What's in it for advertisers? Give us your best sales pitch!
By partnering up with us, advertisers can get access to over 115,000 unique readers. Each issue receives over 1,65 million unique views over a shelf life of 3 months. These readers are mainly based in the US, UK and Canada, aged 25 to 44 years old, who book all their trips online and travel at least three times a year. Our readers love adventure and special interest journeys such as wildlife safaris, mountain treks and expedition cruises.

We have worked with several global companies such as G Adventures, Viator Tours, Lattitude, and Visit Finland. They have all found advertising on our magazine an effective way of reaching their targeted clientele.

We're also proud to share that WildJunket Magazine is a finalist in the Digital Magazine Awards 2012, for both Best Travel Magazine of the Year and Magazine Launch of the Year! We are very excited and we're confident this means that our magazine is looking at a bright future.

How can people subscribe or find out more?
There are many ways to subscribe to WildJunket Magazine: directly from our iOS Newsstand app, or via Zinio and Magzter that are available for both computer and mobile devices. You can also get print copies of our issues delivered straight to your doorstep on Magcloud.

Are you interested in writers pitching ideas at you and do you pay?
We are more than happy to receive new pitches although we have already planned the editorial calendar for the next year. We pay for contributions. Anyone interested can check our guidelines here: http://www.wildjunket.com/magazine/editorial-guidelines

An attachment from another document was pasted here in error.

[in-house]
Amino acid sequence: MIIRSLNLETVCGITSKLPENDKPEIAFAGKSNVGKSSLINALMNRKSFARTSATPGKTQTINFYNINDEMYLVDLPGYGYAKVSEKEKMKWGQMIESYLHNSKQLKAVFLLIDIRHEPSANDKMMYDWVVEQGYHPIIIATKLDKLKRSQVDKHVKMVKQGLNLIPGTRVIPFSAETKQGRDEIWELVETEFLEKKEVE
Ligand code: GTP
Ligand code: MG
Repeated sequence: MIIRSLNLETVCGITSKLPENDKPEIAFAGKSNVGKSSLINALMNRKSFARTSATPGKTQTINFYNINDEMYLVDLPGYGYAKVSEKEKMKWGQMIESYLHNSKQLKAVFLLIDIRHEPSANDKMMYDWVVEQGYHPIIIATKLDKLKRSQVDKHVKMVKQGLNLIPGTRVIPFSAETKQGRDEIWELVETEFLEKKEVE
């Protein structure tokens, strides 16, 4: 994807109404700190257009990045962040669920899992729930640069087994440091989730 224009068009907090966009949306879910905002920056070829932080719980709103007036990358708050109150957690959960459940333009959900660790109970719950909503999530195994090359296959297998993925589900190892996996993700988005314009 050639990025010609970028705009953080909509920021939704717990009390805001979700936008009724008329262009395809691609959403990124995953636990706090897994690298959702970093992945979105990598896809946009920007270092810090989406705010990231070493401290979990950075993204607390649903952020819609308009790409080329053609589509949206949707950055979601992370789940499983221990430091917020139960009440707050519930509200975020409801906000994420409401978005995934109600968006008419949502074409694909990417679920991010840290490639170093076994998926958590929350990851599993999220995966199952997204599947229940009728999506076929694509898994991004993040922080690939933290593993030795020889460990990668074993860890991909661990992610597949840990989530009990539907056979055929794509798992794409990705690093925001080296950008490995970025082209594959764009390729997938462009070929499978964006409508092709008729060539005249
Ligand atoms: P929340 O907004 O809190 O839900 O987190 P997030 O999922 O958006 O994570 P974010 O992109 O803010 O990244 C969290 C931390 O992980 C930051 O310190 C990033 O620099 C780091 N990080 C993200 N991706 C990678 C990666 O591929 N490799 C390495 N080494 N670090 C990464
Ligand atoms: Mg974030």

20 thoughts on “Adventures in Epublishing with Wild Junket Magazine

  1. "By partnering up with us, advertisers can get access to over 115,000 unique readers. Each issue receives over 1,65 million unique views over a shelf life of 3 months."

    Is the above related to the magazine or the website? If I'm reading it correctly and it refers to the mag it seems to suggest that 115,000 people look at an average of roughly ten pages of every issue every three months post publication. If my reading is correct I'm curious how you track the number of pages a reader looks at if the publication is in PDF format.


    1. hi Stuart, thanks for the interest. 115,000 is the total number of subscribers and single issue downloads. We get this statistic from our magazine publishing platforms (Zinio, Magzter and Newsstand app). 1,65 million page views is a rough estimate we get from Issuu, which we publish our issue previews - so strictly speaking, that's just the number of views on our preview issues (not the full versions). We used to allow subscribers/single issue buyers to download our mag as PDFs so we no longer do that. Hope this answers your questions, let me know if you need anymore clarification!

      1. Hi Nellie,

        Thanks for getting back to me.